Apple's CEO Steve Jobs has been accused of reporting only the facts that support his products, and ignoring those that do not. Since Apple is a corporation, and needs to maximize the value of the company for its shareholders, there's nothing wrong with that, but there were quite a few inaccuracies in his presentation on March 2.
Watching the iPad 2 event, we ourselves noted that while the iPad 2 is a great device, it's a modest upgrade and many of the statements that Steve Jobs made were actually misstatements. Of course, we'd call them good marketing. On the other hand, it's nice to see that we are not the only ones crying foul over some of them.
Fortune's Seth Weintraub went through a series of misstatements that Apple CEO Steve Jobs made during his presentation.
The points he hit were:
"First dual core tablet to ship in volume." That's funny, I tested a Dell (DELL) Streak 7, which had a dual core Nvidia Tegra 2 chip in January. They've been shipping ever since on T-Mobile. In volume. [...] He is correct in that. While indeed that is a 7-inch, rather than 10-inch tablet, the Motorola Xoom has been shipping since 2/24, in quantity. Neither of those, of course, has been shipping in iPad 2 quantity.
That was just the beginning. He next pulled out a thoroughly debunked, mis-translated quote from a Samsung VP (in which the VP said the sell-out ... of the channel ... for the Galaxy Tab was "quite small"). Some people only hear what they want to hear, but that quote should have ended with "quite smooth." That translation was officially corrected a long time ago. [...] It was indeed corrected to be smooth, rather than small. On the other hand, it certainly is true that the Galaxy Tab has not sold in iPad quantity. However, we have personally heard that in EMEA it has sold quite well.
[We'll skip the bullet point that Weintraub went into on market share, as that can be argued ad nauseum, and without actual numbers from Samsung and others, will never truly be settled.]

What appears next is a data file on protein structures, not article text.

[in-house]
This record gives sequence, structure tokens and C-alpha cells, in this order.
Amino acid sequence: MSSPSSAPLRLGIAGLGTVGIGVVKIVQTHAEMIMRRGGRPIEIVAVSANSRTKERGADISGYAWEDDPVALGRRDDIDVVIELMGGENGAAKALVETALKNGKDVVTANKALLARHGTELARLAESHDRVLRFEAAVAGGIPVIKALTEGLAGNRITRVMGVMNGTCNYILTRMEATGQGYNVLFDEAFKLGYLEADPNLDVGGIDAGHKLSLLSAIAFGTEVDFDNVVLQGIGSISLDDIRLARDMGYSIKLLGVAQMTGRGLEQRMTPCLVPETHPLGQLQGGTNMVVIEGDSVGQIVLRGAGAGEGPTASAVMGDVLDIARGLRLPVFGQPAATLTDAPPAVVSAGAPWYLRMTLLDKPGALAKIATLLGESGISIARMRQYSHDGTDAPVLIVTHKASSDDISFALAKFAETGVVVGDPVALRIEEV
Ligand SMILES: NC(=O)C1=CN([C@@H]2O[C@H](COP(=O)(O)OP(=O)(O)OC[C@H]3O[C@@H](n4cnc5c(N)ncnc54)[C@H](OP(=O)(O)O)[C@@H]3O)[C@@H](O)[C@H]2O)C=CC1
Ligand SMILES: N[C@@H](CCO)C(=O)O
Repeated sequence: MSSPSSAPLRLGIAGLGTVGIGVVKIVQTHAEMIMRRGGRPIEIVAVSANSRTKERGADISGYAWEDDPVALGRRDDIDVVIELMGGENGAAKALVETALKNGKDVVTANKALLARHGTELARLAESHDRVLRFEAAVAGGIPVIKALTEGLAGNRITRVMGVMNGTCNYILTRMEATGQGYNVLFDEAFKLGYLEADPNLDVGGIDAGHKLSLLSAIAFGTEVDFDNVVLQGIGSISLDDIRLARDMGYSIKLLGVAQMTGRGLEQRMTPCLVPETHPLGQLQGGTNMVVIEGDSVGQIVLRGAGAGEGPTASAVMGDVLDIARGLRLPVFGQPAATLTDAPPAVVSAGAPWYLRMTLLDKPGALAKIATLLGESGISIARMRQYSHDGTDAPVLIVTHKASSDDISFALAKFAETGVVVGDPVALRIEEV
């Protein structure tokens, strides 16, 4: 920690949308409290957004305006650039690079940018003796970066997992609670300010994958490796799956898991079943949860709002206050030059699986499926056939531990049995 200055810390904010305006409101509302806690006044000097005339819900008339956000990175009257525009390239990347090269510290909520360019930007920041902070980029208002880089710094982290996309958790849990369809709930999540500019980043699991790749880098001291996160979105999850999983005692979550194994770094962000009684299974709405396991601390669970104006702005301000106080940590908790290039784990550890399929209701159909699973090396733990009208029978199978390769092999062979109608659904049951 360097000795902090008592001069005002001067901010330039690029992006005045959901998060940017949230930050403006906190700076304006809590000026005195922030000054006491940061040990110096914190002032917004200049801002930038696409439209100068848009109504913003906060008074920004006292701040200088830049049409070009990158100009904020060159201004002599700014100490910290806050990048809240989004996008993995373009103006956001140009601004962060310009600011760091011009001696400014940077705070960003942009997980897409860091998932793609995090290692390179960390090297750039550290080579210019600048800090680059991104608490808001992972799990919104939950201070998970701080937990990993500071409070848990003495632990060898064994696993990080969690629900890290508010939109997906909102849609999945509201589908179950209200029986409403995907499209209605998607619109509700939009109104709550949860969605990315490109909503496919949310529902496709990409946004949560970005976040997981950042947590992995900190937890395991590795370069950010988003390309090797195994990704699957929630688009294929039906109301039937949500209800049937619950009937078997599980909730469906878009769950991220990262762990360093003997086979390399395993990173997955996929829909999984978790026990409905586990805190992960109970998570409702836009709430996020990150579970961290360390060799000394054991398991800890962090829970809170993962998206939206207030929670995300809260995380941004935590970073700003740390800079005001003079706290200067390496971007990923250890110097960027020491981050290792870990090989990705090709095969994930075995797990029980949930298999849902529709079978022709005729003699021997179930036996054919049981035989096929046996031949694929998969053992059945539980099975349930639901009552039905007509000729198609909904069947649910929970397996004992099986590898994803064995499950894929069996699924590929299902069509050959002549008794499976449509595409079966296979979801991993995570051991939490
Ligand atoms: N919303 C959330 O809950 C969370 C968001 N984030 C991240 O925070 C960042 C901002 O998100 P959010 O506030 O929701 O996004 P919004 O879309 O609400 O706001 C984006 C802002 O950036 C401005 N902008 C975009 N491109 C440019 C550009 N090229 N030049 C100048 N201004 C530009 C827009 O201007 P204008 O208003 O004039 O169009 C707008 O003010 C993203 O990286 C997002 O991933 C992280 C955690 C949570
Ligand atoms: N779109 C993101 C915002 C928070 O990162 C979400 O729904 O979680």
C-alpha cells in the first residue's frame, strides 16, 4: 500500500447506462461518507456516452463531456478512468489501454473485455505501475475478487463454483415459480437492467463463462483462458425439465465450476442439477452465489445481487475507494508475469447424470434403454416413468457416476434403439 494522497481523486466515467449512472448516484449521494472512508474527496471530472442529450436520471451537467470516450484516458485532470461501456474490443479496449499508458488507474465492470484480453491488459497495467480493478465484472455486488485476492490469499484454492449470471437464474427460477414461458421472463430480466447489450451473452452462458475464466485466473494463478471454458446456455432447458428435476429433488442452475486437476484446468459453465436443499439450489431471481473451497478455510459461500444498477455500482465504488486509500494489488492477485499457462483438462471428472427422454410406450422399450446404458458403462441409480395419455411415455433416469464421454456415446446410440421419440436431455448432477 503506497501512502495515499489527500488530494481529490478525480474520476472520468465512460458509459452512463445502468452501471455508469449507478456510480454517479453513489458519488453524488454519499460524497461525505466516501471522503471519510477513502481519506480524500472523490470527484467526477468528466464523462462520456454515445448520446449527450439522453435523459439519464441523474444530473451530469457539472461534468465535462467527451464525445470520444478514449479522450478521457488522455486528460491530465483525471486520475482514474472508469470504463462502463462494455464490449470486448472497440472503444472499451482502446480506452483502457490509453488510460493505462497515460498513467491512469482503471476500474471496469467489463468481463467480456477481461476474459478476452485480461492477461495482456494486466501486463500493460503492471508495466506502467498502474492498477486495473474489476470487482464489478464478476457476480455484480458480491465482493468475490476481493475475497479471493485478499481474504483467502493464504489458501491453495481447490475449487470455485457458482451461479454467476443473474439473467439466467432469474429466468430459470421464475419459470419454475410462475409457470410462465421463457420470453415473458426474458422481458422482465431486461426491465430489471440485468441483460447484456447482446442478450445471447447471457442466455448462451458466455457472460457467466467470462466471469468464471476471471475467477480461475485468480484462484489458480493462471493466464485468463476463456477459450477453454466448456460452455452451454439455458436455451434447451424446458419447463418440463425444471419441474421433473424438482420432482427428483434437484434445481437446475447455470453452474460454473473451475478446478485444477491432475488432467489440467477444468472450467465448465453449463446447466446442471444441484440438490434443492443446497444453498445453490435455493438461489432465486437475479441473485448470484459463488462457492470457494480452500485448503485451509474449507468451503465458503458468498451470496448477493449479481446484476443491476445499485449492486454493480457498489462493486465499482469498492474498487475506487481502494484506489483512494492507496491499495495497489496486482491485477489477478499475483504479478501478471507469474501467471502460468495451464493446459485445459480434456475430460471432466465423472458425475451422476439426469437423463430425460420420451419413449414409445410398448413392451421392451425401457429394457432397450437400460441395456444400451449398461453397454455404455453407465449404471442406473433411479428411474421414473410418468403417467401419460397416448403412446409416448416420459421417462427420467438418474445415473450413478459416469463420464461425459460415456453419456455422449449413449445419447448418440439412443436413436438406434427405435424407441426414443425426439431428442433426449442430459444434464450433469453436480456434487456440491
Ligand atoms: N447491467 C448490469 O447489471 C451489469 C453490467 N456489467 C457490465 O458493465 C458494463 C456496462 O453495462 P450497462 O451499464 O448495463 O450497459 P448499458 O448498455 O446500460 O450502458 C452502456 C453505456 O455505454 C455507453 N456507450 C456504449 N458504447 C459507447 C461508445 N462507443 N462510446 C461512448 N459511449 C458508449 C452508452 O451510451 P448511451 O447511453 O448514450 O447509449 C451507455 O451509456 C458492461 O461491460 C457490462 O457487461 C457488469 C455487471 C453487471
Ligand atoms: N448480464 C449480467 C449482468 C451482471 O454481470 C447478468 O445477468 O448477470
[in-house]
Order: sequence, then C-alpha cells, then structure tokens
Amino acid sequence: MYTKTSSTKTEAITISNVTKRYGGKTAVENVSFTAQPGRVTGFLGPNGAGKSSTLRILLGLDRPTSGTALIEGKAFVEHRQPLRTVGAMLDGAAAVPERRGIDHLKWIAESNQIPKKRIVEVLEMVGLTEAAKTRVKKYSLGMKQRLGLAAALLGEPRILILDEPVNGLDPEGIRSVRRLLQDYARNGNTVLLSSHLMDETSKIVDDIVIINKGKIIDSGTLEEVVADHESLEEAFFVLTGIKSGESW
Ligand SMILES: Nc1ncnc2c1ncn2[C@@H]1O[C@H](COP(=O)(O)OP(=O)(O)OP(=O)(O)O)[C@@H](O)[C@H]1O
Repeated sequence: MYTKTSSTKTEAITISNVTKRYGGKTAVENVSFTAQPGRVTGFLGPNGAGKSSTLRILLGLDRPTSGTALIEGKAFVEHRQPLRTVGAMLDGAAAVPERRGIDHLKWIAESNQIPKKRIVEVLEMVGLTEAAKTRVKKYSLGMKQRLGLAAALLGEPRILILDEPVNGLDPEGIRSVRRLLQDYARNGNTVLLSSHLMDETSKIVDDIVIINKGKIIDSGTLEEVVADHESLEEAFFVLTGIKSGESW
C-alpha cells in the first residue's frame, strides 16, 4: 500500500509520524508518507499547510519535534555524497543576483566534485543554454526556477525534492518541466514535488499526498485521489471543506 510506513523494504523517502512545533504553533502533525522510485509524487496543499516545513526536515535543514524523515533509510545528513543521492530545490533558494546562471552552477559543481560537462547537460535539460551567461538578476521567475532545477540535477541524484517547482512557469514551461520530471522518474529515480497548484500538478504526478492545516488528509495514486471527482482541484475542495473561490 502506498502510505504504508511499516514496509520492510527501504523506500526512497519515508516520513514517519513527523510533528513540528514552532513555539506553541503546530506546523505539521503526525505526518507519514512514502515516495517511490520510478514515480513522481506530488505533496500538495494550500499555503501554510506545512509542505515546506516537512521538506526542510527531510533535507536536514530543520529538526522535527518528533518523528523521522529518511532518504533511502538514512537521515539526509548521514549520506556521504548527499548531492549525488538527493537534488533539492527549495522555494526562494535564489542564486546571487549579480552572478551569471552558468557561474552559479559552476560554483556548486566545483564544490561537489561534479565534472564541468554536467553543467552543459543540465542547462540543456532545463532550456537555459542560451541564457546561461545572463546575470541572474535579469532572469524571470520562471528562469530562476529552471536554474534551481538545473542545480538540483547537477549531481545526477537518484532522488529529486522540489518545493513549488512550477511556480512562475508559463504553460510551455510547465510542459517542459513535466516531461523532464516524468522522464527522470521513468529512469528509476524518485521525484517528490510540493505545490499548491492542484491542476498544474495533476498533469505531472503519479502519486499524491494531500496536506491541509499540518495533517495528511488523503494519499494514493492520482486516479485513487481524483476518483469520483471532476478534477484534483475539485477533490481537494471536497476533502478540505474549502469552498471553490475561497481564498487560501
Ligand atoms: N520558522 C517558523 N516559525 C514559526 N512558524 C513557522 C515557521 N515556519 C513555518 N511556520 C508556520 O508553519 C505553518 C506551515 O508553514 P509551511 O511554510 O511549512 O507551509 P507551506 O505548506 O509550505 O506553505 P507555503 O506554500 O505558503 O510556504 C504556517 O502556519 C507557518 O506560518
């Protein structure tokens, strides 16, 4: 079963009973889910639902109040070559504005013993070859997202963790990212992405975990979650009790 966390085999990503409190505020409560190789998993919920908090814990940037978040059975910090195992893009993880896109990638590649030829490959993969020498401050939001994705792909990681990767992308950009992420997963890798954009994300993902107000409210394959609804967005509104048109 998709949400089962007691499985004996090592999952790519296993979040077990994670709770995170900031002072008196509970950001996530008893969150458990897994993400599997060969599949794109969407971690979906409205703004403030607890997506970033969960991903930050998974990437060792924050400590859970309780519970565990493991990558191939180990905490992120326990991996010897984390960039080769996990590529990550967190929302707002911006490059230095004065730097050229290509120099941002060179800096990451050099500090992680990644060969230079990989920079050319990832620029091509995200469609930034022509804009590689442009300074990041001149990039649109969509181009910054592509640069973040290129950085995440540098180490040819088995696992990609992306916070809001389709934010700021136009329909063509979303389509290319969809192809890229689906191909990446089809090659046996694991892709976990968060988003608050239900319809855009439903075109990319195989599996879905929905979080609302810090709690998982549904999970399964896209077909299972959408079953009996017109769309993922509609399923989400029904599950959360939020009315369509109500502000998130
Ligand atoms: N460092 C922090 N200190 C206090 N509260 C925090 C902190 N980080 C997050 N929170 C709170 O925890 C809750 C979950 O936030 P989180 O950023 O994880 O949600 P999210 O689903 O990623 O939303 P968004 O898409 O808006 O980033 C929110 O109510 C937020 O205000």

As for pricing, Jobs compared the most expensive Android tablet -- the XOOM --against the iPad. While specs don't matter to the typical consumer, components do largely affect the price of a device. The XOOM's are simply better. It has (expandable) 32GB of storage built in and 3G built in (upgradable through a painful mail-in process to 4G). So, on that alone, it compares with the $729 iPad. But then consider that the XOOM has a much better, bigger 720P screen compared to the iPad's 1024x768 job (it has less Retina™). Then, add far superior cameras (w/flash), stereo speakers (iPad 2 has one), 4G and a micro-USB/SD Card reader. Apple won't say how much RAM the iPad has, but I'm willing to bet it is about half of the XOOM's 1GB. Again, it is true that the Xoom has been criticized on its price. That is generally because many compare it to the $499 wi-fi only iPad. When comparing apples to apples (no pun intended), it should be compared most closely to the $729 iPad 2, and its hardware specs outdo that of the iPad or iPad 2.
One last thing that Weintraub didn't mention was the statement that Jobs made about 65,000 iPad optimized apps for iPad vs. 100 or so for Android. However, Android doesn't put apps that aren't optimized for Honeycomb into a wonky 2x mode as the iPad did with non-optimized apps. Most of the apps don't need optimization, but some do to make them look "prettier," and some of them do simply to make them work. The majority, however, do not. A user need only take a look at Angry Birds on the Xoom to see a beautifully scaled example.
This does not mean the iPad 2 is a bad device. Instead, it means that Steve Jobs engaged in something called "marketing," which is what he should have. On the other hand, Weintraub likes to call it Jobs' "reality distortion field."
Although we've already gone through the highlights of the iPad 2 event, we've got the entire presentation embedded below in case you want to watch the full event and see what "reality distortions "you pick up on, if any. You be the judge.